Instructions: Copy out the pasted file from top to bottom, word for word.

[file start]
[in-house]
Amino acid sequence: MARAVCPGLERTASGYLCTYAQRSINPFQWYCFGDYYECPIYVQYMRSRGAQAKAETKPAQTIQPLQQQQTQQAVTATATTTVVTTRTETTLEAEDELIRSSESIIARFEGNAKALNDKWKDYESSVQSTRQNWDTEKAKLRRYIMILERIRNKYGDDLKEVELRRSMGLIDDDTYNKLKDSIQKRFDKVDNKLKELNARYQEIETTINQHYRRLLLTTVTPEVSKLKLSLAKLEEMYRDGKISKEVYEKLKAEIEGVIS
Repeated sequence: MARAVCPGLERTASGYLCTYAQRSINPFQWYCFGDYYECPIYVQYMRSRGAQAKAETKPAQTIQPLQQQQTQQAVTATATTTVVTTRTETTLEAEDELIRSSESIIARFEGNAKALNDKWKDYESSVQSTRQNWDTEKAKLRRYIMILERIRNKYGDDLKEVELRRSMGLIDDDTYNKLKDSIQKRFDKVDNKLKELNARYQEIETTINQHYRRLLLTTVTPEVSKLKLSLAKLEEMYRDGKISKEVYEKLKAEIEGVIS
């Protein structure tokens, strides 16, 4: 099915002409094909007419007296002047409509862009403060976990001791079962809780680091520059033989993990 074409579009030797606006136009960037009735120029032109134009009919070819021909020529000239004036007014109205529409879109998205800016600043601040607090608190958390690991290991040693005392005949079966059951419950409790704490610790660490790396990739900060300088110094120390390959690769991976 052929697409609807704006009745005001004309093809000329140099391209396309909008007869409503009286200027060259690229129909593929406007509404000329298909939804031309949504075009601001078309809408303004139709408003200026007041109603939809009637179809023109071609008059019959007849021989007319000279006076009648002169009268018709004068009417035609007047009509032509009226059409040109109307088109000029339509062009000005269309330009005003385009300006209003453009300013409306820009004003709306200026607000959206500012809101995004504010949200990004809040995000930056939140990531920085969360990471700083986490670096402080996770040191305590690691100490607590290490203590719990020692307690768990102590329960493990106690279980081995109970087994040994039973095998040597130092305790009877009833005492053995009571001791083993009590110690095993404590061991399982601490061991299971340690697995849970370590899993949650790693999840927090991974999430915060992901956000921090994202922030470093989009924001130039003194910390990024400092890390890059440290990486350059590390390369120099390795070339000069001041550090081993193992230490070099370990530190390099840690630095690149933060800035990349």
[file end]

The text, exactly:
[in-house]
Amino acid sequence: MARAVCPGLERTASGYLCTYAQRSINPFQWYCFGDYYECPIYVQYMRSRGAQAKAETKPAQTIQPLQQQQTQQAVTATATTTVVTTRTETTLEAEDELIRSSESIIARFEGNAKALNDKWKDYESSVQSTRQNWDTEKAKLRRYIMILERIRNKYGDDLKEVELRRSMGLIDDDTYNKLKDSIQKRFDKVDNKLKELNARYQEIETTINQHYRRLLLTTVTPEVSKLKLSLAKLEEMYRDGKISKEVYEKLKAEIEGVIS
Repeated sequence: MARAVCPGLERTASGYLCTYAQRSINPFQWYCFGDYYECPIYVQYMRSRGAQAKAETKPAQTIQPLQQQQTQQAVTATATTTVVTTRTETTLEAEDELIRSSESIIARFEGNAKALNDKWKDYESSVQSTRQNWDTEKAKLRRYIMILERIRNKYGDDLKEVELRRSMGLIDDDTYNKLKDSIQKRFDKVDNKLKELNARYQEIETTINQHYRRLLLTTVTPEVSKLKLSLAKLEEMYRDGKISKEVYEKLKAEIEGVIS
């Protein structure tokens, strides 16, 4: 099915002409094909007419007296002047409509862009403060976990001791079962809780680091520059033989993990 074409579009030797606006136009960037009735120029032109134009009919070819021909020529000239004036007014109205529409879109998205800016600043601040607090608190958390690991290991040693005392005949079966059951419950409790704490610790660490790396990739900060300088110094120390390959690769991976 052929697409609807704006009745005001004309093809000329140099391209396309909008007869409503009286200027060259690229129909593929406007509404000329298909939804031309949504075009601001078309809408303004139709408003200026007041109603939809009637179809023109071609008059019959007849021989007319000279006076009648002169009268018709004068009417035609007047009509032509009226059409040109109307088109000029339509062009000005269309330009005003385009300006209003453009300013409306820009004003709306200026607000959206500012809101995004504010949200990004809040995000930056939140990531920085969360990471700083986490670096402080996770040191305590690691100490607590290490203590719990020692307690768990102590329960493990106690279980081995109970087994040994039973095998040597130092305790009877009833005492053995009571001791083993009590110690095993404590061991399982601490061991299971340690697995849970370590899993949650790693999840927090991974999430915060992901956000921090994202922030470093989009924001130039003194910390990024400092890390890059440290990486350059590390390369120099390795070339000069001041550090081993193992230490070099370990530190390099840690630095690149933060800035990349």